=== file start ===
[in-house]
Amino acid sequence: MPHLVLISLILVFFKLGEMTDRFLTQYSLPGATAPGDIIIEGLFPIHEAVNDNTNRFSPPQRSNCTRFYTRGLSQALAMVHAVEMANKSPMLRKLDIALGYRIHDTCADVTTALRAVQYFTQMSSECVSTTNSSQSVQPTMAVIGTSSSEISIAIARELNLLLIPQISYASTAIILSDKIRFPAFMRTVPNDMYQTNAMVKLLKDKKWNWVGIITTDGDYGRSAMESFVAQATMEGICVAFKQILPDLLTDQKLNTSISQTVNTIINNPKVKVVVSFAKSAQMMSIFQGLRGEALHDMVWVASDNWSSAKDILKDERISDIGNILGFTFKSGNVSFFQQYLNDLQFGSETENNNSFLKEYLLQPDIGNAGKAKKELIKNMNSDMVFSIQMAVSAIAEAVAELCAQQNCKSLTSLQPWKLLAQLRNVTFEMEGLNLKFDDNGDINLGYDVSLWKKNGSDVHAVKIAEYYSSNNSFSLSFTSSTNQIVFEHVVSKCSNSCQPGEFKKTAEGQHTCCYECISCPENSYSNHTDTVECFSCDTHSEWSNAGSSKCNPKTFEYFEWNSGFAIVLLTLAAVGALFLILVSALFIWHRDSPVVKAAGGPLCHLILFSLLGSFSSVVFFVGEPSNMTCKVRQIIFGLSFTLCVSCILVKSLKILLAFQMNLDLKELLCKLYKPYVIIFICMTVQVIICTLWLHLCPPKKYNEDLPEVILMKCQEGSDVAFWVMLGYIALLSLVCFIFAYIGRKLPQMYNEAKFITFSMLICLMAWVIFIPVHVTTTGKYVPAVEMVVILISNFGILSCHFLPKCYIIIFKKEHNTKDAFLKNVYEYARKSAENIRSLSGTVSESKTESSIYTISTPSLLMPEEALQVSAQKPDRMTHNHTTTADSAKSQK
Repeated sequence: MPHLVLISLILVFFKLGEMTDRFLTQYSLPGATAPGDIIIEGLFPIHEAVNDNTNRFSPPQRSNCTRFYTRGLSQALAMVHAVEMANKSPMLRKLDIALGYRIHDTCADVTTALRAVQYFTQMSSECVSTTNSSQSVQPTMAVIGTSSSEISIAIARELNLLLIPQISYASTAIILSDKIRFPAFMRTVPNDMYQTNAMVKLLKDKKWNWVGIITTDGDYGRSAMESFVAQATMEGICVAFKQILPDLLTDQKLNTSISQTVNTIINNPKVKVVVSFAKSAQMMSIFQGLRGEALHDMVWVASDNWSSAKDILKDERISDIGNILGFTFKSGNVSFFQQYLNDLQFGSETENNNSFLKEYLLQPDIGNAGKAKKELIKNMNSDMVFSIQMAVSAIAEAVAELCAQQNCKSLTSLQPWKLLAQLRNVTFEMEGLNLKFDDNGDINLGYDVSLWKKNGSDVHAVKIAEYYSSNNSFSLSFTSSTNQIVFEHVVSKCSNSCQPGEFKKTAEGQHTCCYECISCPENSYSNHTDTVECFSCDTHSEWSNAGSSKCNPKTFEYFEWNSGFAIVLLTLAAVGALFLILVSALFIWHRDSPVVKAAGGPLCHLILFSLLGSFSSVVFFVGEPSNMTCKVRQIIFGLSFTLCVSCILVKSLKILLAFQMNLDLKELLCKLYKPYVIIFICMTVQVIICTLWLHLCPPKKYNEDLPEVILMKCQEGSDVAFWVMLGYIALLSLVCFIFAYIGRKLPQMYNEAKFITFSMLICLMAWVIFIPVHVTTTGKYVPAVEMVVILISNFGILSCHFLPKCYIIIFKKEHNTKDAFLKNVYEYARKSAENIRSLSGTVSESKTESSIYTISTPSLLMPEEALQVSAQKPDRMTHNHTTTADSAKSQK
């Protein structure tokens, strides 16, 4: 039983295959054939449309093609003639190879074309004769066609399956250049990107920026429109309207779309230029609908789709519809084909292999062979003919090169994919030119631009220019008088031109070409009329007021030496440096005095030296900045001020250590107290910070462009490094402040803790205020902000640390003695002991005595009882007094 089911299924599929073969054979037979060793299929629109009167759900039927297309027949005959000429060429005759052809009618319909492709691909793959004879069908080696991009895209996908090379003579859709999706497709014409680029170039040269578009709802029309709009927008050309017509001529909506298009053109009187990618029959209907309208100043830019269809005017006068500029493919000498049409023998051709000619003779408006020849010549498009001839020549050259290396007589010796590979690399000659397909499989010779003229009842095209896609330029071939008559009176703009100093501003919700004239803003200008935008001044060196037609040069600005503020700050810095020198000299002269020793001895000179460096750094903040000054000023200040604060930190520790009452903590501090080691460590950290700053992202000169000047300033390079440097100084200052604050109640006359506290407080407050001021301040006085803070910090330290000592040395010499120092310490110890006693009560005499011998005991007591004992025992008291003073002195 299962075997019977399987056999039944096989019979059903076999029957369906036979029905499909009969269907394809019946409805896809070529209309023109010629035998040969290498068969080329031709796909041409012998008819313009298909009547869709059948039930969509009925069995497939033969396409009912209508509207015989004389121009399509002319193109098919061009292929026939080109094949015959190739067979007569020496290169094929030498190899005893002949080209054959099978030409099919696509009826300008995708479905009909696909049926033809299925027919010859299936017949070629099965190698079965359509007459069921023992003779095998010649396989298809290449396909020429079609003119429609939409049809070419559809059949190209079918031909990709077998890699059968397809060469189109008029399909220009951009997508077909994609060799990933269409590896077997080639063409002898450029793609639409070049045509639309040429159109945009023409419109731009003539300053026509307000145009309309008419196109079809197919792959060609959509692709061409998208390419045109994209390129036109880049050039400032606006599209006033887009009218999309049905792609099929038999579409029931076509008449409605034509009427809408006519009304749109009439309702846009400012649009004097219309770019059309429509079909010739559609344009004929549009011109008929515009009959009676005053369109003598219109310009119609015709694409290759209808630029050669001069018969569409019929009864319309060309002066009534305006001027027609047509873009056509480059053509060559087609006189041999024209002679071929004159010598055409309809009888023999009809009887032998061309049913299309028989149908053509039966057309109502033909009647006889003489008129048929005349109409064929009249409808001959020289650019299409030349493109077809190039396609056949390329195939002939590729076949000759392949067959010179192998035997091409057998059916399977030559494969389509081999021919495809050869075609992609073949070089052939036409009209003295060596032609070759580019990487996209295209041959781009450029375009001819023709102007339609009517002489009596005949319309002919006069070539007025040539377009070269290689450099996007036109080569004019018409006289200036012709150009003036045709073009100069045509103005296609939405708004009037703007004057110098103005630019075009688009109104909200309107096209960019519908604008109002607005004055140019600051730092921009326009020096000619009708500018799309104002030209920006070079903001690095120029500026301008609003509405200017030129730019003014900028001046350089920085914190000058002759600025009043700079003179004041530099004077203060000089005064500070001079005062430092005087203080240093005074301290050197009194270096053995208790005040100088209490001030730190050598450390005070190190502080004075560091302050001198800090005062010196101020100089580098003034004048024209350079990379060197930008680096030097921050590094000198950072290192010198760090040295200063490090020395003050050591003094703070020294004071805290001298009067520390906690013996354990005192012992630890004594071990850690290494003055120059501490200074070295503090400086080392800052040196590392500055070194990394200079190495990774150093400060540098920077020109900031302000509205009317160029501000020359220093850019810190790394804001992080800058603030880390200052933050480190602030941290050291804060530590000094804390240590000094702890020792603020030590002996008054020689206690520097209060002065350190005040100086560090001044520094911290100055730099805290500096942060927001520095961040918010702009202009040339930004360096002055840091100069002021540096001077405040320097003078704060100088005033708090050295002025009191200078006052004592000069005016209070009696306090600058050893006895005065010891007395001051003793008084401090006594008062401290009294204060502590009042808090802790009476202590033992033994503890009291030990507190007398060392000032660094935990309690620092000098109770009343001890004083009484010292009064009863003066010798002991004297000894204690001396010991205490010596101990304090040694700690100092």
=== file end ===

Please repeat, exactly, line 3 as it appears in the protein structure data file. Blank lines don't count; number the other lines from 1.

Repeated sequence: MPHLVLISLILVFFKLGEMTDRFLTQYSLPGATAPGDIIIEGLFPIHEAVNDNTNRFSPPQRSNCTRFYTRGLSQALAMVHAVEMANKSPMLRKLDIALGYRIHDTCADVTTALRAVQYFTQMSSECVSTTNSSQSVQPTMAVIGTSSSEISIAIARELNLLLIPQISYASTAIILSDKIRFPAFMRTVPNDMYQTNAMVKLLKDKKWNWVGIITTDGDYGRSAMESFVAQATMEGICVAFKQILPDLLTDQKLNTSISQTVNTIINNPKVKVVVSFAKSAQMMSIFQGLRGEALHDMVWVASDNWSSAKDILKDERISDIGNILGFTFKSGNVSFFQQYLNDLQFGSETENNNSFLKEYLLQPDIGNAGKAKKELIKNMNSDMVFSIQMAVSAIAEAVAELCAQQNCKSLTSLQPWKLLAQLRNVTFEMEGLNLKFDDNGDINLGYDVSLWKKNGSDVHAVKIAEYYSSNNSFSLSFTSSTNQIVFEHVVSKCSNSCQPGEFKKTAEGQHTCCYECISCPENSYSNHTDTVECFSCDTHSEWSNAGSSKCNPKTFEYFEWNSGFAIVLLTLAAVGALFLILVSALFIWHRDSPVVKAAGGPLCHLILFSLLGSFSSVVFFVGEPSNMTCKVRQIIFGLSFTLCVSCILVKSLKILLAFQMNLDLKELLCKLYKPYVIIFICMTVQVIICTLWLHLCPPKKYNEDLPEVILMKCQEGSDVAFWVMLGYIALLSLVCFIFAYIGRKLPQMYNEAKFITFSMLICLMAWVIFIPVHVTTTGKYVPAVEMVVILISNFGILSCHFLPKCYIIIFKKEHNTKDAFLKNVYEYARKSAENIRSLSGTVSESKTESSIYTISTPSLLMPEEALQVSAQKPDRMTHNHTTTADSAKSQK